Seeking Female Meyers Parrot

MeyersParrotBirdMom

New member
May 27, 2021
1
0
I am looking for a Female Meyers Parrot to Mate or Hang Out with my Male Meyers Parrot named Phoenix who is 5 years old who if funny and sweet. I am located in Southern California as well. Message me and we can have them meet up together and possible breed if you were up to that.

Renee :green2::gcc:


I have a Meyers and a Jardine's. My Meyers is a very active little sweetie. She (just guessing on the sex) loves to be cuddled and simply adores flying. She is one of my most active fliers, and is very busy. She is very quiet and doesn't say any words. My Jardine's is very laid back. She will sit on my shoulder for hours on end if I let her. I do monitor my movements towards her so as not to startle her into biting out of reflex. My Jardine's says a few words.

My Meyers came from a pet store, and was pretty much not hand tamed. However, it didn't take her long to figure out that we weren't there to harm her. My Jardine's came from a bird store. She was hand tamed and sweet towards us from day one.

I have a male Senegal, he turned 2 years-old this past September, and I brought him home from a private-breeder when he was 13 weeks old. He was hand-raised/hand-fed by his breeder (who did a wonderful job) and was a sweetie from the moment I met him...I drove 9 hours one-way to pick him up, picked him up around 9:00 p.m., checked-into the hotel around 10:30 p.m., and he slept on my chest the entire night...Then he rode all the way home, all 9-hours, in the hood of my hoodie...He's picking at my earring right now :)

I heard a lot of negative things about Senegals and the Poicephalus species in-general before I brought Kane home, and I haven't found one of them to be true. No, they are not Conures, but Kane is cuddly and snuggly and love scritches and is a little sweetie...He was a handful through puberty, only because he was humping everything, lol...He never became aggressive or bitey/nippy...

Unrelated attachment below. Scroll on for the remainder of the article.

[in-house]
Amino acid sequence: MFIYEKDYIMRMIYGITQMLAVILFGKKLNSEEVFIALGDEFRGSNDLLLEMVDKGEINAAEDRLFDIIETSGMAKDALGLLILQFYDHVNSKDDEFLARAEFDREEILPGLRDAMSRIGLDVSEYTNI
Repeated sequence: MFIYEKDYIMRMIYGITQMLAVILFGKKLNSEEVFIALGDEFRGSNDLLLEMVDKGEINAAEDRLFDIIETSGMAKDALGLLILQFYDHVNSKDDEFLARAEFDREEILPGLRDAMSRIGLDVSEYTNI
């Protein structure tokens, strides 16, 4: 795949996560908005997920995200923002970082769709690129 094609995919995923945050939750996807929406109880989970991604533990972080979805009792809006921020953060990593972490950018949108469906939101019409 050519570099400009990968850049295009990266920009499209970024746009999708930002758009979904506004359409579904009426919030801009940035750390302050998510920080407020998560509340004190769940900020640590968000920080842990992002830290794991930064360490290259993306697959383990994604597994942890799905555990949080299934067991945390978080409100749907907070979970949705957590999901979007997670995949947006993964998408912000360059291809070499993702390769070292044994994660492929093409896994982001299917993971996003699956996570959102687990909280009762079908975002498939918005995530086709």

One thing that I heard that did end-up being true is that they are "one-person birds", and that is definitely the case with Kane...My mom is a life-long parrot breeder and has had my brother, a CAG, for 32 years now...And when she put her hand out for Kane to step-up the first time she met him as a baby (I'd only had him for a couple of days at that point, so it's not like he was that closely-bonded with me yet), he hesitantly stepped-up onto her hand and then turned his head around and looked at me with this look of terror that I will never forget! Lol, he was like "AHHHH, who is this? AHHHH, come get me back, come get me back, I don't like this, AHHHH!" And to this day he will step-up for someone and then immediately fly right back to my shoulder and give me the "There, I did it, was that enough?" look...He's my little man, and that's about it...but he's never bitten anyone though...He does very gently but briskly remove anyone else's fingers from him if they try to pet him, lol...Every time he just grabs their fingers in his beak and kind of "throws" them away...At least he's polite about hating other people...

Kane is a big boy, his weight hovers right around 145 grams...His sister was noticeably smaller than him when I first met them both and picked him up, I'd say she probably hovers around 115-120 grams...The Jardines that I have met have all been "taller" than Kane, not necessarily "wider", just taller...The Cape Parrots are the big-guns of the Poicephalus species, they are like 3 Senegals or 2 Lesser-Jardines...